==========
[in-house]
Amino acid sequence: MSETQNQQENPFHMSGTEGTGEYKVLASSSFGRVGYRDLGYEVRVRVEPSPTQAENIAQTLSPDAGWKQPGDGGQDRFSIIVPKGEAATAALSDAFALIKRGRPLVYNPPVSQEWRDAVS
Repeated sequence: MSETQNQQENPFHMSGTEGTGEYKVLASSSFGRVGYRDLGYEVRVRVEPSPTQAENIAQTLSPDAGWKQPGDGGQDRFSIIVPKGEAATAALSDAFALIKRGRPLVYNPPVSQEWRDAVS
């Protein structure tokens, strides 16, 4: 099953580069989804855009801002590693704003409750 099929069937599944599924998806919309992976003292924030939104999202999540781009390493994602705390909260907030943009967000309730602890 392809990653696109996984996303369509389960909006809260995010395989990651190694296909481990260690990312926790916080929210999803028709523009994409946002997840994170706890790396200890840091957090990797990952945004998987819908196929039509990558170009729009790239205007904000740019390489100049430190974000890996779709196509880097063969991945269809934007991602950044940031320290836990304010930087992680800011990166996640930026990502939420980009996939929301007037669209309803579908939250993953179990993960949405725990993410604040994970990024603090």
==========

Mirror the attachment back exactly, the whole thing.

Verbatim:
[in-house]
Amino acid sequence: MSETQNQQENPFHMSGTEGTGEYKVLASSSFGRVGYRDLGYEVRVRVEPSPTQAENIAQTLSPDAGWKQPGDGGQDRFSIIVPKGEAATAALSDAFALIKRGRPLVYNPPVSQEWRDAVS
Repeated sequence: MSETQNQQENPFHMSGTEGTGEYKVLASSSFGRVGYRDLGYEVRVRVEPSPTQAENIAQTLSPDAGWKQPGDGGQDRFSIIVPKGEAATAALSDAFALIKRGRPLVYNPPVSQEWRDAVS
């Protein structure tokens, strides 16, 4: 099953580069989804855009801002590693704003409750 099929069937599944599924998806919309992976003292924030939104999202999540781009390493994602705390909260907030943009967000309730602890 392809990653696109996984996303369509389960909006809260995010395989990651190694296909481990260690990312926790916080929210999803028709523009994409946002997840994170706890790396200890840091957090990797990952945004998987819908196929039509990558170009729009790239205007904000740019390489100049430190974000890996779709196509880097063969991945269809934007991602950044940031320290836990304010930087992680800011990166996640930026990502939420980009996939929301007037669209309803579908939250993953179990993960949405725990993410604040994970990024603090």